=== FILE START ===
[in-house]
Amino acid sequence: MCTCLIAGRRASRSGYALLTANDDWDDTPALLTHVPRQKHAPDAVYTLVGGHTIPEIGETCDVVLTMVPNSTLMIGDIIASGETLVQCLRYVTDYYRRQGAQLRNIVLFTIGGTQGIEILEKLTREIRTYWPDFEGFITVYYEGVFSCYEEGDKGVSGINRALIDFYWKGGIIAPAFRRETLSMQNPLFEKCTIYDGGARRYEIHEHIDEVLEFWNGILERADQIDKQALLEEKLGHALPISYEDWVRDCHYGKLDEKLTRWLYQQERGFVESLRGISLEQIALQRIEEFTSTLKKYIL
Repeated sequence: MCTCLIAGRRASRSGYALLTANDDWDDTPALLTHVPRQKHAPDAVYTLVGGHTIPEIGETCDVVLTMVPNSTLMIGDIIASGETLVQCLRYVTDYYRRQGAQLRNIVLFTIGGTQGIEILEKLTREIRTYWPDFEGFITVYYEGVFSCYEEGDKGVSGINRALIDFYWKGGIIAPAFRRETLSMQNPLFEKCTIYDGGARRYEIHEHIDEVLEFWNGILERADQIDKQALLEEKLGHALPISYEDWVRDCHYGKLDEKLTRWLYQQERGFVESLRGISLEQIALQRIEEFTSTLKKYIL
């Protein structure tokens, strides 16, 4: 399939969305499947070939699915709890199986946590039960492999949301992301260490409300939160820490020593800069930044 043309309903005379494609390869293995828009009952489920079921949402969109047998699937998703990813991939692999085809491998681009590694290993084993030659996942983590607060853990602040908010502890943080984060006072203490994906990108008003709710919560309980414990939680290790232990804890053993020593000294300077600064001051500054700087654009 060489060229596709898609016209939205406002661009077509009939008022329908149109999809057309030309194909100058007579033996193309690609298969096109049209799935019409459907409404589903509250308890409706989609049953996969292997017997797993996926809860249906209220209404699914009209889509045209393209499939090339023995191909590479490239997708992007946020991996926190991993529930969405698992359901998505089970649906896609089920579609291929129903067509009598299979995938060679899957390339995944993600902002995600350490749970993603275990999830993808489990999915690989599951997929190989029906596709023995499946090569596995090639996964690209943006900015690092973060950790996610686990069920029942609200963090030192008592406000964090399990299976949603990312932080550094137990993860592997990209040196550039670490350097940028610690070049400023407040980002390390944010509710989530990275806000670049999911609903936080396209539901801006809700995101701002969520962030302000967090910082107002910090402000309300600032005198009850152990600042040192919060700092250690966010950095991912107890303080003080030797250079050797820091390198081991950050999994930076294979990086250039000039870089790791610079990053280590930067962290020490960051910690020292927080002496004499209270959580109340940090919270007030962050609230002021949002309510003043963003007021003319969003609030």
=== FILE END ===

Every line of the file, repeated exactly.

[in-house]
Amino acid sequence: MCTCLIAGRRASRSGYALLTANDDWDDTPALLTHVPRQKHAPDAVYTLVGGHTIPEIGETCDVVLTMVPNSTLMIGDIIASGETLVQCLRYVTDYYRRQGAQLRNIVLFTIGGTQGIEILEKLTREIRTYWPDFEGFITVYYEGVFSCYEEGDKGVSGINRALIDFYWKGGIIAPAFRRETLSMQNPLFEKCTIYDGGARRYEIHEHIDEVLEFWNGILERADQIDKQALLEEKLGHALPISYEDWVRDCHYGKLDEKLTRWLYQQERGFVESLRGISLEQIALQRIEEFTSTLKKYIL
Repeated sequence: MCTCLIAGRRASRSGYALLTANDDWDDTPALLTHVPRQKHAPDAVYTLVGGHTIPEIGETCDVVLTMVPNSTLMIGDIIASGETLVQCLRYVTDYYRRQGAQLRNIVLFTIGGTQGIEILEKLTREIRTYWPDFEGFITVYYEGVFSCYEEGDKGVSGINRALIDFYWKGGIIAPAFRRETLSMQNPLFEKCTIYDGGARRYEIHEHIDEVLEFWNGILERADQIDKQALLEEKLGHALPISYEDWVRDCHYGKLDEKLTRWLYQQERGFVESLRGISLEQIALQRIEEFTSTLKKYIL
């Protein structure tokens, strides 16, 4: 399939969305499947070939699915709890199986946590039960492999949301992301260490409300939160820490020593800069930044 043309309903005379494609390869293995828009009952489920079921949402969109047998699937998703990813991939692999085809491998681009590694290993084993030659996942983590607060853990602040908010502890943080984060006072203490994906990108008003709710919560309980414990939680290790232990804890053993020593000294300077600064001051500054700087654009 060489060229596709898609016209939205406002661009077509009939008022329908149109999809057309030309194909100058007579033996193309690609298969096109049209799935019409459907409404589903509250308890409706989609049953996969292997017997797993996926809860249906209220209404699914009209889509045209393209499939090339023995191909590479490239997708992007946020991996926190991993529930969405698992359901998505089970649906896609089920579609291929129903067509009598299979995938060679899957390339995944993600902002995600350490749970993603275990999830993808489990999915690989599951997929190989029906596709023995499946090569596995090639996964690209943006900015690092973060950790996610686990069920029942609200963090030192008592406000964090399990299976949603990312932080550094137990993860592997990209040196550039670490350097940028610690070049400023407040980002390390944010509710989530990275806000670049999911609903936080396209539901801006809700995101701002969520962030302000967090910082107002910090402000309300600032005198009850152990600042040192919060700092250690966010950095991912107890303080003080030797250079050797820091390198081991950050999994930076294979990086250039000039870089790791610079990053280590930067962290020490960051910690020292927080002496004499209270959580109340940090919270007030962050609230002021949002309510003043963003007021003319969003609030």